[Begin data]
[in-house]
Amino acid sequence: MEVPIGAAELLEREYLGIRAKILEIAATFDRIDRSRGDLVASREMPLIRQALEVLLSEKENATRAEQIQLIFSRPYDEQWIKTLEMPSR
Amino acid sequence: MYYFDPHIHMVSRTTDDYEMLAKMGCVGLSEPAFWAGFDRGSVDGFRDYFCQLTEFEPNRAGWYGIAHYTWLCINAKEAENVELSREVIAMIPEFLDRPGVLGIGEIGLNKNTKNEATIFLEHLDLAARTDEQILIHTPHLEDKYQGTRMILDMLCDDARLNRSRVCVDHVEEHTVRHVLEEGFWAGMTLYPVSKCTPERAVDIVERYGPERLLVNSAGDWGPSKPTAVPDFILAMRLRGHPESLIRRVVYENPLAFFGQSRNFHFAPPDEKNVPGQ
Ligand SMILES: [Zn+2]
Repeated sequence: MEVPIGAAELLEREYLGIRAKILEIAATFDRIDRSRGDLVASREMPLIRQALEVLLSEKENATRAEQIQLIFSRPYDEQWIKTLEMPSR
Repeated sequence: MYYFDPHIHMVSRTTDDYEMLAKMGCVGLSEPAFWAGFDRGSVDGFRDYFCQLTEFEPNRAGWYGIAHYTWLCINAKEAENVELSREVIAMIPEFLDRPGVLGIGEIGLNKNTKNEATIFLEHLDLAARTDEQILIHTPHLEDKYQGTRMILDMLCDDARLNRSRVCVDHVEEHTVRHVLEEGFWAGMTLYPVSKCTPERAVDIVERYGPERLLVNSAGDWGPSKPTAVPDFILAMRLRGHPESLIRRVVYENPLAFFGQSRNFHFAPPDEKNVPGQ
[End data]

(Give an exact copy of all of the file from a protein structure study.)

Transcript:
[in-house]
Amino acid sequence: MEVPIGAAELLEREYLGIRAKILEIAATFDRIDRSRGDLVASREMPLIRQALEVLLSEKENATRAEQIQLIFSRPYDEQWIKTLEMPSR
Amino acid sequence: MYYFDPHIHMVSRTTDDYEMLAKMGCVGLSEPAFWAGFDRGSVDGFRDYFCQLTEFEPNRAGWYGIAHYTWLCINAKEAENVELSREVIAMIPEFLDRPGVLGIGEIGLNKNTKNEATIFLEHLDLAARTDEQILIHTPHLEDKYQGTRMILDMLCDDARLNRSRVCVDHVEEHTVRHVLEEGFWAGMTLYPVSKCTPERAVDIVERYGPERLLVNSAGDWGPSKPTAVPDFILAMRLRGHPESLIRRVVYENPLAFFGQSRNFHFAPPDEKNVPGQ
Ligand SMILES: [Zn+2]
Repeated sequence: MEVPIGAAELLEREYLGIRAKILEIAATFDRIDRSRGDLVASREMPLIRQALEVLLSEKENATRAEQIQLIFSRPYDEQWIKTLEMPSR
Repeated sequence: MYYFDPHIHMVSRTTDDYEMLAKMGCVGLSEPAFWAGFDRGSVDGFRDYFCQLTEFEPNRAGWYGIAHYTWLCINAKEAENVELSREVIAMIPEFLDRPGVLGIGEIGLNKNTKNEATIFLEHLDLAARTDEQILIHTPHLEDKYQGTRMILDMLCDDARLNRSRVCVDHVEEHTVRHVLEEGFWAGMTLYPVSKCTPERAVDIVERYGPERLLVNSAGDWGPSKPTAVPDFILAMRLRGHPESLIRRVVYENPLAFFGQSRNFHFAPPDEKNVPGQ